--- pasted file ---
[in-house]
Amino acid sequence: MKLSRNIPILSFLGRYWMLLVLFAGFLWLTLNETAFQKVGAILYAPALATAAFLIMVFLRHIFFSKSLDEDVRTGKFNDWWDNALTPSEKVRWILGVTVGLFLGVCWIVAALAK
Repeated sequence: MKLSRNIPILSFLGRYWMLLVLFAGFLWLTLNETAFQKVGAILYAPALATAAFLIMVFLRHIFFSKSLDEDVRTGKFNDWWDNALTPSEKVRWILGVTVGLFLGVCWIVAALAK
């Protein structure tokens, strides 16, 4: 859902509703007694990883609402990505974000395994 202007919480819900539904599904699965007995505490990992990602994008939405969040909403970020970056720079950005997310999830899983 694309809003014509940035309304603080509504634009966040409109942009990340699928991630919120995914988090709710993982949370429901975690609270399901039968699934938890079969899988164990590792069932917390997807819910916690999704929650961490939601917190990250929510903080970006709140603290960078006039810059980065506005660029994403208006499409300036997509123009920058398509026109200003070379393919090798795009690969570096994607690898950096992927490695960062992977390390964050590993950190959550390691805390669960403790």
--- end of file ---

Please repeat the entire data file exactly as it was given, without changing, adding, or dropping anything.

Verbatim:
[in-house]
Amino acid sequence: MKLSRNIPILSFLGRYWMLLVLFAGFLWLTLNETAFQKVGAILYAPALATAAFLIMVFLRHIFFSKSLDEDVRTGKFNDWWDNALTPSEKVRWILGVTVGLFLGVCWIVAALAK
Repeated sequence: MKLSRNIPILSFLGRYWMLLVLFAGFLWLTLNETAFQKVGAILYAPALATAAFLIMVFLRHIFFSKSLDEDVRTGKFNDWWDNALTPSEKVRWILGVTVGLFLGVCWIVAALAK
């Protein structure tokens, strides 16, 4: 859902509703007694990883609402990505974000395994 202007919480819900539904599904699965007995505490990992990602994008939405969040909403970020970056720079950005997310999830899983 694309809003014509940035309304603080509504634009966040409109942009990340699928991630919120995914988090709710993982949370429901975690609270399901039968699934938890079969899988164990590792069932917390997807819910916690999704929650961490939601917190990250929510903080970006709140603290960078006039810059980065506005660029994403208006499409300036997509123009920058398509026109200003070379393919090798795009690969570096994607690898950096992927490695960062992977390390964050590993950190959550390691805390669960403790």